Monday, November 30 , 2015, 6:18 am | Fair 39º

Forecasters Say Showers Expected Through the Weekend

Heaviest downpours are likely Sunday; Santa Barbara holiday parade proceeds as planned

Rain clouds skim across the Riviera above Santa Barbara Friday, as the area continued to receive showers from a series of storms moving through the region.
Rain clouds skim across the Riviera above Santa Barbara Friday, as the area continued to receive showers from a series of storms moving through the region.  (Giana Magnoli / Noozhawk photo)

By Giana Magnoli, Noozhawk Staff Writer | @magnoli | updated logo 10:56 p.m. |

The Central Coast is in for a wet weekend, with the heaviest rainfall expected on Sunday, but Santa Barbara’s Friday night Holiday Parade was able to go on as planned.

“We are crossing our fingers that we will not be rained out,” said Kim Mercado, marketing and events coordinator for the Downtown Organization, Friday afternoon.

The storms were expected to weaken as they move south, so San Luis Obispo County and south-facing Santa Ynez mountain areas will get the most rainfall – probably around two inches – according to the National Weather Service.

Temperatures were expected to stay in the 50s to low 60s on the South Coast, and snow is only expected on peaks above 8,000 feet.

“It looks like the rain will taper off Monday morning, and tonight through Monday looks like the highest amount will be of course in the Santa Ynez mountain range,” said Bill Forwood, a meteorologist with the National Weather Service in Oxnard.

Santa Maria and Santa Barbara were expected to get about an inch-and-a-half in that time, maybe a little more, he added.

“It’s going to be pretty widespread,” he said.

The heaviest rainfall is expected between 10 a.m. and 10 p.m. Sunday, Forwood said.

“Other periods will just be light rain, like we’ve been having,” Forwood said.

A large area of low pressure over the Pacific is bringing higher waves to California’s coast, but people shouldn’t expect any wind issues over the weekend, Forwood said.

A high surf advisory is in effect until 10 a.m. Monday, since surf sets could reach 6 to 12 feet high, and up to 15 feet in some areas near the Ventura Harbor.

Swells were expected to peak Friday night through Saturday, then diminish, and the NWS also expects dangerous rip currents and minor beach erosion.

High tides will peak in mid-morning hours to around 6 feet, with lowest tide in late afternoon.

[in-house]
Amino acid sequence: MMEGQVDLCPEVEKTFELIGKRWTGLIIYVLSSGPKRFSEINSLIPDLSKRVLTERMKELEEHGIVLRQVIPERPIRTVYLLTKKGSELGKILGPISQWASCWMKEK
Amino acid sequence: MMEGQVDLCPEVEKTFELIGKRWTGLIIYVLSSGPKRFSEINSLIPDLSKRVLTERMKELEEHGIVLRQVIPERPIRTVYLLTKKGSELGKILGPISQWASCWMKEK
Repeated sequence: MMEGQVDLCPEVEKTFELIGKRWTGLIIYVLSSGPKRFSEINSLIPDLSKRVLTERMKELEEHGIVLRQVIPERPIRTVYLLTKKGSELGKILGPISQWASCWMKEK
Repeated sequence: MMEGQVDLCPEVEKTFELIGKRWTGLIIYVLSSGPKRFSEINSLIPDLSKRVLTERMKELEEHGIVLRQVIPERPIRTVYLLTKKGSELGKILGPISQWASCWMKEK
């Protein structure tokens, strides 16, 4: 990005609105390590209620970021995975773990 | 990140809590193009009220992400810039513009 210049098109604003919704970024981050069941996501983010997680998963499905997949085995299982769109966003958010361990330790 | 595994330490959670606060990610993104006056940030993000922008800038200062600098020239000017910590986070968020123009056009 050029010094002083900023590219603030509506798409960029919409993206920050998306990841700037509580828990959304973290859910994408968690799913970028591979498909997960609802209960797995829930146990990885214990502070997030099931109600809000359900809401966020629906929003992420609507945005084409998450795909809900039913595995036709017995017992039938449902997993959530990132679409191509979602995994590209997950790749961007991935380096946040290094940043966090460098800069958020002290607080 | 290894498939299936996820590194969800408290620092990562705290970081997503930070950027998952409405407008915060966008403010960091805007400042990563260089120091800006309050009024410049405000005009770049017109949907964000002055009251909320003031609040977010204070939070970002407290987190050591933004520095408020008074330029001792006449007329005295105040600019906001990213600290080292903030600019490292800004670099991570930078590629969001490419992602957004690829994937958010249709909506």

“The tides are a consideration too – when you have a big wave, people shouldn’t be going where they are, then the tide combines with the wave and people get washed in,” Forwood said.

Saturday has a 60-percent chance of rain starting after 10 a.m. and will be mostly cloudy. Temperatures will peak around 62 degrees, and there will be winds from 5 to 10 mph.

There’s more rain and wind expected Sunday, with a high of 60 degrees, but Monday and Tuesday should be partly sunny with slightly warmer weather.

Refugio Pass above the Gaviota Coast has been the wettest place in Santa Barbara County, with 1.44 inches in the last 24 hours – as of 11 p.m. Friday, according to the county Flood Control District.

Downtown Santa Barbara and Goleta had received 0.33 inches during the same period, Carpinteria, Santa Maria, and Santa Ynez measured just over a quarter of an inch, while Lompoc had 0.16 inches.

The Santa Barbara County Environmental Health Services division issued a stormwater runoff advisory Friday, warning residents that contact with contaminated runoff can increase the risk for certain types of illnesses, such as rashes, fever, chills, ear infections, vomiting and diarrhea.

Water carried by the storm drain system is not treated like municipal sewer systems, so people are encouraged to avoid playing in the ocean and creeks for at least three days after a stormwater runoff event, or at least avoid areas near the outfall from drainpipes and creeks that enter the ocean, said public information officer Susan Klein-Rothschild.

Beachgoers should avoid discolored water, which could be highly polluted, and sport harvesters should wait 10 days before collecting shellfish, she said.

Noozhawk staff writer Giana Magnoli can be reached at .(JavaScript must be enabled to view this email address). Follow Noozhawk on Twitter: @noozhawk, @NoozhawkNews and @NoozhawkBiz. Connect with Noozhawk on Facebook.

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